LISBON, PortugalFor patients with locally advanced head and neck
cancer, coupling cisplatin (Platinol) with radiotherapy leads to longer
survival and fewer recurrences than does radiation alone, according to the
first results of EORTC study 22931.
This randomized phase III trial was jointly conducted by the Head and Neck
and Radiotherapy groups of the European Organization for Research and Treatment
of Cancer (EORTC).
Jacques Bernier, MD, of the Oncology Institute of Southern Switzerland,
Bellinzona, presented the results at the 11th European Cancer Conference (ECCO
abstract 989). He said that EORTC investigators from 23 centers in 12 countries
enrolled 334 patients with cancer of the oral cavity, oropharynx, hypopharynx,
Eligible patients had stage T3-T4 disease, or T1-T2 disease with two to
three positive nodes and no metastases, or T1-T2 disease with fewer than two
positive nodes plus a high risk factor, such as perineural involvement.
"Importantly, two thirds of patients were stage T3-T4," Dr. Bernier
After undergoing primary surgery performed with curative intent, study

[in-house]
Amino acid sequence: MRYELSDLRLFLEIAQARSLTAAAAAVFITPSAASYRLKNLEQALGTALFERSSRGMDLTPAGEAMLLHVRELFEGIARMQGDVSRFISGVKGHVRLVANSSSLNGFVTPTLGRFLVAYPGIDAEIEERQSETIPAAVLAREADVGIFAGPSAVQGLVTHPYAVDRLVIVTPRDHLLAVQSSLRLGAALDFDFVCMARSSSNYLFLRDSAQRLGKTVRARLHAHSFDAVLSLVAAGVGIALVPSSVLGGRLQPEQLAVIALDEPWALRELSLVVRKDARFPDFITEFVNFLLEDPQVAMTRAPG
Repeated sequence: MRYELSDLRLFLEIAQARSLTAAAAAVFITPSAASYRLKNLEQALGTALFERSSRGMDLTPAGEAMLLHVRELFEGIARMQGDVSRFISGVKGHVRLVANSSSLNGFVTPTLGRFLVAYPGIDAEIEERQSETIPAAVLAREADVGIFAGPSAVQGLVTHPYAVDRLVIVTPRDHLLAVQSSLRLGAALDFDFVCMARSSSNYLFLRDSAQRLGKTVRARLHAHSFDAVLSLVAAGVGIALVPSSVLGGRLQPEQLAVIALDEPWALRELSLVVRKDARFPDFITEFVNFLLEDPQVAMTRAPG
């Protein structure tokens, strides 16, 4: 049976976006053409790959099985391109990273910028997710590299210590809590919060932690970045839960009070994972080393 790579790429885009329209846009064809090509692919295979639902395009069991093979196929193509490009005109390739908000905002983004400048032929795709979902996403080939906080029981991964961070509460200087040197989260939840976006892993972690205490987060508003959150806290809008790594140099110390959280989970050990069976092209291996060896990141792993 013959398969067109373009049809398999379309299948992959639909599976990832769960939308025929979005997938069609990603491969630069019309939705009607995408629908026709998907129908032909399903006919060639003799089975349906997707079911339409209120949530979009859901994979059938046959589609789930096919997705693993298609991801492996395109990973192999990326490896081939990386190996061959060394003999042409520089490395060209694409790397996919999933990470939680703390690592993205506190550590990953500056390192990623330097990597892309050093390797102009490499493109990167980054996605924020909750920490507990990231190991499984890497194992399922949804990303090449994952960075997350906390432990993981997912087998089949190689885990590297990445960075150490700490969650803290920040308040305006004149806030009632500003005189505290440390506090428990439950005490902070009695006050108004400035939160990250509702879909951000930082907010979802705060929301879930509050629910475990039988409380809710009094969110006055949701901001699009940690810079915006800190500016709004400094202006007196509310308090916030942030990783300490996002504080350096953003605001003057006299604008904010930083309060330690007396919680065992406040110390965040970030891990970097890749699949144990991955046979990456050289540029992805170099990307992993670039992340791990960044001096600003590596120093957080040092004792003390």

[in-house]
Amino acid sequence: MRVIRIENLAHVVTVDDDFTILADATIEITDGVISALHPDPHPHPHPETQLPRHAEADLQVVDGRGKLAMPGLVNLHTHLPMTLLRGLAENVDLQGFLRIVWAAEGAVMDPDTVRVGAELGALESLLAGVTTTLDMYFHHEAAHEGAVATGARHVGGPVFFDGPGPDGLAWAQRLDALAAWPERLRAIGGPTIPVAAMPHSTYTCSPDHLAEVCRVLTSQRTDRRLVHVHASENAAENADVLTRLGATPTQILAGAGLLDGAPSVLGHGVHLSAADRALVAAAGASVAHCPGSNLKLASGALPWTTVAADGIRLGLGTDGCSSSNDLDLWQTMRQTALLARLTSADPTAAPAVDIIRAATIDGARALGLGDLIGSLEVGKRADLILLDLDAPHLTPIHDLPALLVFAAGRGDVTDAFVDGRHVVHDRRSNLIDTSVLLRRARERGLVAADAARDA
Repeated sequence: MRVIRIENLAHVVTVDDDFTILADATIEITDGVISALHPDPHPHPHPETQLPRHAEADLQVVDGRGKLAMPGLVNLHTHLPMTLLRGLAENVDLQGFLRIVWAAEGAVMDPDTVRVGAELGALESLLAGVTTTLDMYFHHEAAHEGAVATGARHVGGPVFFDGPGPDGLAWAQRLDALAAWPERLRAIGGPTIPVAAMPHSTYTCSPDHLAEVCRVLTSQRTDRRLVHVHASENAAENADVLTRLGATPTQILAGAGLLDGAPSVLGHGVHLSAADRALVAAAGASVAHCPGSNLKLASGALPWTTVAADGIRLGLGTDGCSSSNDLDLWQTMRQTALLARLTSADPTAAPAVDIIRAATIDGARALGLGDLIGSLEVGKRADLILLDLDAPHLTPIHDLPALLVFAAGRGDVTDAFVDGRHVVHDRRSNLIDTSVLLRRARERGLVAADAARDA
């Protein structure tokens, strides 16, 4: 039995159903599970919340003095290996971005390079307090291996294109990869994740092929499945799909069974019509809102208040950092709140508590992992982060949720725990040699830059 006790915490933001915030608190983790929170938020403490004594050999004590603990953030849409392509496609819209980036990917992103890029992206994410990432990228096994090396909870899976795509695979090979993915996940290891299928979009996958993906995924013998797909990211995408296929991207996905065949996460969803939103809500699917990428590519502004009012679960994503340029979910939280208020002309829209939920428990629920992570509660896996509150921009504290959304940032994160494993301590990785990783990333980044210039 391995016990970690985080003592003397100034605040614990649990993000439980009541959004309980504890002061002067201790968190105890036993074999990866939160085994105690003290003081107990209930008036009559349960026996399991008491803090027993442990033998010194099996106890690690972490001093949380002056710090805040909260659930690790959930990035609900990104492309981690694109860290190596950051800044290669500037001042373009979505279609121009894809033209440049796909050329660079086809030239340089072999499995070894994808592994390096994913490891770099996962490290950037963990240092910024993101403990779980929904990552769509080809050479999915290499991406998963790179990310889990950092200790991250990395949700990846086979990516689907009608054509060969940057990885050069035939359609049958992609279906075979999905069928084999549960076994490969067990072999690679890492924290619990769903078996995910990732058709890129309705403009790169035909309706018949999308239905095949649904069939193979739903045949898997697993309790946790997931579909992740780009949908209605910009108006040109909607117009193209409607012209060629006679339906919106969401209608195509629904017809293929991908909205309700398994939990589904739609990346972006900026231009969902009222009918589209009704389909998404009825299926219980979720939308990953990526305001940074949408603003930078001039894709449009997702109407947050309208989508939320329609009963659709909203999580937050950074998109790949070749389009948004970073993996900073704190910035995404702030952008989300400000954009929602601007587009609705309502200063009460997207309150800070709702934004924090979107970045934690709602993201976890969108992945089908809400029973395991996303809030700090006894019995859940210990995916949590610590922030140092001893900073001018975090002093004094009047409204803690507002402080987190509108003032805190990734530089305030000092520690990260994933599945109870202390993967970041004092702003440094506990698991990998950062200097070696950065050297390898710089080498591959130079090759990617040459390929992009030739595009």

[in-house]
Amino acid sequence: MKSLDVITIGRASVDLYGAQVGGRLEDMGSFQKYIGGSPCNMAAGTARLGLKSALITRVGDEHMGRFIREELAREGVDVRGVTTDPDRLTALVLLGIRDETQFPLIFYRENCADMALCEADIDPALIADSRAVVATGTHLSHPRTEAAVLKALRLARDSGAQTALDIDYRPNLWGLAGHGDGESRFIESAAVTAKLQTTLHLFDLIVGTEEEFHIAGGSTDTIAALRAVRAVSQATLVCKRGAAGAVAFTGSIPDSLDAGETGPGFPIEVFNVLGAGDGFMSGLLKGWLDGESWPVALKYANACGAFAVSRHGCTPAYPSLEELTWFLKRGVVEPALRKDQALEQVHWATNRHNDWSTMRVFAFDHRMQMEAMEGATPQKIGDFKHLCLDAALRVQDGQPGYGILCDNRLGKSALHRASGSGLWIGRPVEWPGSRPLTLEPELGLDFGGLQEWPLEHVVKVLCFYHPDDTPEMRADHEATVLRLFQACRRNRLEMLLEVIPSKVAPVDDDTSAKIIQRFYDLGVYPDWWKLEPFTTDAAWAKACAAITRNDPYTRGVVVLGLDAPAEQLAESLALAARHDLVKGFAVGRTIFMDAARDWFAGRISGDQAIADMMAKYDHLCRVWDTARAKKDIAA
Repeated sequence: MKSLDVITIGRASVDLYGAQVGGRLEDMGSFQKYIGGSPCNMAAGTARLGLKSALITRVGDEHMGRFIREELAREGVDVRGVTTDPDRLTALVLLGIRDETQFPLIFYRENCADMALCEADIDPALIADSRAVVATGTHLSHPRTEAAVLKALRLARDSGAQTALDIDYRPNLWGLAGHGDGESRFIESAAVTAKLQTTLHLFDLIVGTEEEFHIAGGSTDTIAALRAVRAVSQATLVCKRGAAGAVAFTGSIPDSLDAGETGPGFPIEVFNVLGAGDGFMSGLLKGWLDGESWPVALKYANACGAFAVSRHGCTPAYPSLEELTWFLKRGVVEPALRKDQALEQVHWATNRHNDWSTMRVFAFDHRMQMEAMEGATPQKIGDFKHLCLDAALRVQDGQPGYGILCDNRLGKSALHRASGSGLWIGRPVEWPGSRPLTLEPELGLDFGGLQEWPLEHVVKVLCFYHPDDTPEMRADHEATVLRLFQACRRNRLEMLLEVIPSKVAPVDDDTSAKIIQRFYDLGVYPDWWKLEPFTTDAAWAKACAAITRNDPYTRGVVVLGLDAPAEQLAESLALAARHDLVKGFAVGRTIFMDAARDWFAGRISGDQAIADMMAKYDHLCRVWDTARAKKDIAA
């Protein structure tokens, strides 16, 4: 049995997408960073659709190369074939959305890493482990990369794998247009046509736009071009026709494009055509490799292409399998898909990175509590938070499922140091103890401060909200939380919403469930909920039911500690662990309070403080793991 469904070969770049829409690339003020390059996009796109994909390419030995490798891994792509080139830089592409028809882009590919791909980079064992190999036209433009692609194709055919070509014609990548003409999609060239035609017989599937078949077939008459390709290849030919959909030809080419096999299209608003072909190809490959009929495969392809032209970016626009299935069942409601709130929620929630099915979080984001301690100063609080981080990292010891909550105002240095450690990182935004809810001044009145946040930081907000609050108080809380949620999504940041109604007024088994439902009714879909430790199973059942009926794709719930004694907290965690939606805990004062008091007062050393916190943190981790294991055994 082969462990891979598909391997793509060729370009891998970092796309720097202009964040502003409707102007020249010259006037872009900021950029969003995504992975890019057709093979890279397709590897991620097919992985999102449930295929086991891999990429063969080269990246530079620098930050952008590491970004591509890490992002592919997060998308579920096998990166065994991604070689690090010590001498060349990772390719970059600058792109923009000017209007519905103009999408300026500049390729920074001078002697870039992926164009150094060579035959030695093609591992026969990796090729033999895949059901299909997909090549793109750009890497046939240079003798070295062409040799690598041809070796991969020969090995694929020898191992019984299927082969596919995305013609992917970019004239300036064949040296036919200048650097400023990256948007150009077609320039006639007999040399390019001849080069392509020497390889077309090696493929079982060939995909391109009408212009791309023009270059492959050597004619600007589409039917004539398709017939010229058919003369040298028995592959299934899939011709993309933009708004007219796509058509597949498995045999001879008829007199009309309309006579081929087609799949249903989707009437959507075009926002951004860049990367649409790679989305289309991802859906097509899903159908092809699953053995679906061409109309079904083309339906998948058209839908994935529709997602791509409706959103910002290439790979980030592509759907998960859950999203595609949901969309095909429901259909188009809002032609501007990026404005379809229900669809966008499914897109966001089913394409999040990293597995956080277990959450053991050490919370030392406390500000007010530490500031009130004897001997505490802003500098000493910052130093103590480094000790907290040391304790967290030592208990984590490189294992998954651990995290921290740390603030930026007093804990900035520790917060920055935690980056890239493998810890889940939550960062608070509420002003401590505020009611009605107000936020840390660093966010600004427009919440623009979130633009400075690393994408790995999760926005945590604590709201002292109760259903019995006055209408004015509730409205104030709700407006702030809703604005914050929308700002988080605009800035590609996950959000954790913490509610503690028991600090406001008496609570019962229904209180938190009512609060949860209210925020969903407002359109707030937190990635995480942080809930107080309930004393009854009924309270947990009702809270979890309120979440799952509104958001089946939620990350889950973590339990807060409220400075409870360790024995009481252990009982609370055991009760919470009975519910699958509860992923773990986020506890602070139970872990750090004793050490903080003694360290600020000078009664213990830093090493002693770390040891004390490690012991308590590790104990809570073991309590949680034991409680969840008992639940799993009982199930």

participants were randomized to receive either radiotherapy alone, consisting
of 66 Gy given in 33 fractions over 6.5 weeks, or the same radiation schedule
paired with cisplatin 100 mg/m² on days 1, 22, and 43. Dr. Bernier pointed out
that two thirds of surgical procedures achieved tumor-free margins.
Although patients treated with cisplatin experienced significantly more
functional mucosal reactions, they showed no significant excess of objective
Cisplatin was responsible for grade 3-4 leukopenia in 14% of patients, grade 3-4 granulocytopenia in 11%, grade 3-4
thrombocytopenia in 2%, grade 3-4 nausea in 11%, and grade 3-4 vomiting in 10%.
Notwithstanding these side effects, two thirds of patients completed two of the
planned three cycles of chemotherapy, and half completed all three cycles.